Chrome Cookie Changes to Affect All—Not Just the Top Line

Photo by Chris Ried.

Game of Thrones is about to end its reign on Sunday night television, and as I’m watching, I can’t help but notice a parallel to ad tech. It’s not my proudest moment. Still, one of the conceits in the series is that while there’s a war for power among the houses, it’s a war among elites.

The person on the ground doesn’t care if House Targaryen, House Stark, or God forbid House Greyjoy wins the war for the throne as their life day to day is unaffected.

Of course, they’re wrong. Alliances and blockades meant those in northern Winterfell went hungry when there were strains with Lannisters. It’s meant those on the shores of the Iron Island were always in danger because of the Greyjoy propensity for warring with other houses. But still, the average person didn’t think it impacted them, only truly understanding the impact when it was too late.

In the past few weeks, I’ve been meeting with Ad Ops teams at publishers and brands, with email marketers, and with display advertising teams, and I asked them their thoughts about ITP 2.2 and Google Chrome changes. Last week, Google announced significant changes to how Chrome will handle cookies. The implication for marketers is that the role of third-party cookies, long considered to be the pathway to marketing and remarketing across the digital ecosystem, will be severely changed. Now, practitioners who leaned on third-party data to identity and leverage intent will have to look elsewhere to run robust marketing programs. Google is following the path blazed by Apple (ITP/Safari) and Firefox in deprecating the role of cookies.

The reactions of ad tech professionals with whom I’ve discussed Chrome’s latest changes have mirrored those of people living in Dorne who aren’t named Martell hearing that Oberyn was killed by Gregor Clegane: They really don’t think it impacts them. But eventually the ships come for Dorne, just like the Chrome changes will come to affect our jobs.

Google’s latest Chrome changes may sound abstract to those of us who are on the ground doing digital ad work, but they will soon come to dominate our industry. If you work in display advertising at a brand and read the announcement, I’m sure you know at some point the dynamics of the ecosystem will change. But this is going to be big — your entire set of knowledge will soon be different. You’ll need to learn how first-party data looks, is captured, and how to connect first-party data that represents intent to first-party stable identifiers like email. That’s very different than what you do now, and if you don’t learn the new skills, you’ll be defeated by a rival house that understands their first-party data assets and knows how to use them as a weapon to survive our own version of the whitewalkers: the cookie apocalypse.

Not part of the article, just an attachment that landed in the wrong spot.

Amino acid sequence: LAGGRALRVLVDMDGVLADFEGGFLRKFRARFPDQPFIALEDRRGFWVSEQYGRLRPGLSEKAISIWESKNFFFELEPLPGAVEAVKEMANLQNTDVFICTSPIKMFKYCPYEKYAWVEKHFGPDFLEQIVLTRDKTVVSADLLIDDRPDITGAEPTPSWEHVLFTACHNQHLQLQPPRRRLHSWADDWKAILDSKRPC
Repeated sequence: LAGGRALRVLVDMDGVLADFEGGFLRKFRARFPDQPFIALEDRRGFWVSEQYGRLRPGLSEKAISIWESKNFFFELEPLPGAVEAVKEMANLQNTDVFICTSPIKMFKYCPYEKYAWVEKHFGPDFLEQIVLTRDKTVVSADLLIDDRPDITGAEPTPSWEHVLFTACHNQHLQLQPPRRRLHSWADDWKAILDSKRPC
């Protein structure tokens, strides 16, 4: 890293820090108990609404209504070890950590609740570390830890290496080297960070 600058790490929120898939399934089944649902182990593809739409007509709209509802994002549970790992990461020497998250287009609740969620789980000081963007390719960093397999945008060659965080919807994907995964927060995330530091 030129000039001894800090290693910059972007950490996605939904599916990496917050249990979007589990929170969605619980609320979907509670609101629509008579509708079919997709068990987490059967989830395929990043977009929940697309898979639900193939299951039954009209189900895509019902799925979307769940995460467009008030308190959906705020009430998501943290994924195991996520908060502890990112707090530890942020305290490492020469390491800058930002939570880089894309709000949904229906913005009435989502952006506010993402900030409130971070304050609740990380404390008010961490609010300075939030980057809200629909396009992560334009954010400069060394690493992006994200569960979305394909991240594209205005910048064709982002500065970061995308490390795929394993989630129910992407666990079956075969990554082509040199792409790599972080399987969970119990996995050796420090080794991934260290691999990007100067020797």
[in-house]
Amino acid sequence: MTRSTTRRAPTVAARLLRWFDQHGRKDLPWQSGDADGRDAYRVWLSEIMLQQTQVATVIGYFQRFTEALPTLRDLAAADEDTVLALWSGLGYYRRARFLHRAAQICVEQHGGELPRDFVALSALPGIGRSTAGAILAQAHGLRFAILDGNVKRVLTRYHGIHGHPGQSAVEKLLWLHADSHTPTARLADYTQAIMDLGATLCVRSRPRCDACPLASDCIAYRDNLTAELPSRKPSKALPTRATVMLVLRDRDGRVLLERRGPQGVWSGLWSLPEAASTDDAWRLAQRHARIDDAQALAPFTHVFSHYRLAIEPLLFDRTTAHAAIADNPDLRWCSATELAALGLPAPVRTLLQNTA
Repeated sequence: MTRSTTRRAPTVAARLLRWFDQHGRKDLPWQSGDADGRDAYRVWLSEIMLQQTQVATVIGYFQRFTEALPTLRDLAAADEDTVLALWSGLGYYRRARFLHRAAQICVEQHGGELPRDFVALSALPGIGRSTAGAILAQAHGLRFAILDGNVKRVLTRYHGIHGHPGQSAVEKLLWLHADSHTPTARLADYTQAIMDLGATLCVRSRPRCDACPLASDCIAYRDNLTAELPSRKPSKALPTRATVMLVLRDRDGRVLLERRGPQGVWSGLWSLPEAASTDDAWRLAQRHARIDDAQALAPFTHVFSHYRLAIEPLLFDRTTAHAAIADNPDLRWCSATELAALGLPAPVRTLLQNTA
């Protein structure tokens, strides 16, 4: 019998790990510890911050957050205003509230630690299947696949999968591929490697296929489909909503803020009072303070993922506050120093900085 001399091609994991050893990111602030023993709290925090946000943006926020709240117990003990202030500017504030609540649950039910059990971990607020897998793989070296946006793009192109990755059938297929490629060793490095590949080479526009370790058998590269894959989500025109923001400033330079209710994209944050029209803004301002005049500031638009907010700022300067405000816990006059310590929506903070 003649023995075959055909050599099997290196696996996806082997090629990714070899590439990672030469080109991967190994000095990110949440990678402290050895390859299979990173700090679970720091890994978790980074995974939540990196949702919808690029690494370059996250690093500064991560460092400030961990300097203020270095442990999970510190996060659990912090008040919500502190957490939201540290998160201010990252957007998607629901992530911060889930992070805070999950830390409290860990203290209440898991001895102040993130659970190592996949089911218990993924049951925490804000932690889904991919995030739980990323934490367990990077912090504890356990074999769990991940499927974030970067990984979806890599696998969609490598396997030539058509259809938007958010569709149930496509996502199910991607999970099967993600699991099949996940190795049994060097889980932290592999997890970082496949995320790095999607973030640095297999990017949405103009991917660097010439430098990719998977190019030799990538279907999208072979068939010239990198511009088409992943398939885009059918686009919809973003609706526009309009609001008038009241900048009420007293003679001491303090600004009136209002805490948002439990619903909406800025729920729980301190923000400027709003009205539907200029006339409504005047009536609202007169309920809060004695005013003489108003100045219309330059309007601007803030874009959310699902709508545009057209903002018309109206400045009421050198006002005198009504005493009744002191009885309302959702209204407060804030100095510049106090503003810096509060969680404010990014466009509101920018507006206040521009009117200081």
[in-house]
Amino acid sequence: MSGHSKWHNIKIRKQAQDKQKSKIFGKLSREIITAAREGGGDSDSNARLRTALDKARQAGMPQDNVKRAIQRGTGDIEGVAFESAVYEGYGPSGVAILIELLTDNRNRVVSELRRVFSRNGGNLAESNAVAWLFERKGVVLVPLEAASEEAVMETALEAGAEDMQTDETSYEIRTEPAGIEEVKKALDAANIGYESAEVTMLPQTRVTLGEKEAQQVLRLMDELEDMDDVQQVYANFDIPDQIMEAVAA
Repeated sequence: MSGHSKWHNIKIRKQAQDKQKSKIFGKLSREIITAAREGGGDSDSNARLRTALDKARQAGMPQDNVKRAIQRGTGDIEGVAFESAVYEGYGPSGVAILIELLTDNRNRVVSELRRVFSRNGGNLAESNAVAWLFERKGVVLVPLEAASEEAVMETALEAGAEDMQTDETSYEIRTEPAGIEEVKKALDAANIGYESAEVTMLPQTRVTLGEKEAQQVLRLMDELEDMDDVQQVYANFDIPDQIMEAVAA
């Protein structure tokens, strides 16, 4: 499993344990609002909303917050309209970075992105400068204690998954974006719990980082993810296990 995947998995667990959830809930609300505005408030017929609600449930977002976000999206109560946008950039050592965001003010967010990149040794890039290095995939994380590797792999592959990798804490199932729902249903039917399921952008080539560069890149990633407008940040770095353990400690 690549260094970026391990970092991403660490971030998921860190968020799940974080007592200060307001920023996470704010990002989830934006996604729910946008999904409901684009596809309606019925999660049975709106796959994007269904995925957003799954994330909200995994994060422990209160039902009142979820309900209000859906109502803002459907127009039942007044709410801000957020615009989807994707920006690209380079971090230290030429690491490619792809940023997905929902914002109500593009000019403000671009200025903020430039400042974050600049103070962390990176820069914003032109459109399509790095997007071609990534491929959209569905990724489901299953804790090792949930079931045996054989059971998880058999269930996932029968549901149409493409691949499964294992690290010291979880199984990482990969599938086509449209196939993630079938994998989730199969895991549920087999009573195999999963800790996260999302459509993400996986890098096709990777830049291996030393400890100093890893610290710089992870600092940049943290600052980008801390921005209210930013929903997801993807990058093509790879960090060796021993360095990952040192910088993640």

If you work in ad ops at a publisher, don’t sit back and wait for your boss to tell you to take action. Rise up to the occasion by immersing yourself in understanding how your publisher collects first-party data: From whom do they have tags? What do they do with that data? What stable IDs does your publisher have? Have they been building up an email list? You may have to switch alliances in this new world. It’s much easier to be accepted into a new kingdom if you can help allies succeed. We must understand the assets publishers have at their fingertips and illuminate how they can help publishers to thrive in a cookie-challenged world.

The vast majority of employees in our industry have no voice over policies like Chrome changes, and that’s not right. But don’t mistake not being given agency in the decisions that guide the industry with not having to prepare for them.

This industry is about to see one of the biggest shakeups to happen in recent memory. Third-party data and subpar on-boarding models that have unduly benefited subpar publishers are coming to an end. The publishers who have convinced their audiences to sign up for a personal connection will be in a prime position if they play their cards right. It’s up to you to help them navigate our own game of thrones.

Kerel is the Senior Vice President of Global Marketing at LiveIntent. He currently leads the marketing team and works closely with sales, product, engineering and customer success to create awareness and generate leads for key products and features. Kerel has 20 years of digital media experience building and leading Advertising Operations, Account Management, Partnerships & Product Marketing teams. Prior to LiveIntent, Kerel Cooper held positions at Advance Digital as the Senior Director Ad Platform Strategies and JupiterMedia as Director of Advertising Operations. Kerel has his Bachelor’s degree in Management Science/Marketing from Kean University and a MBA from Regis University.

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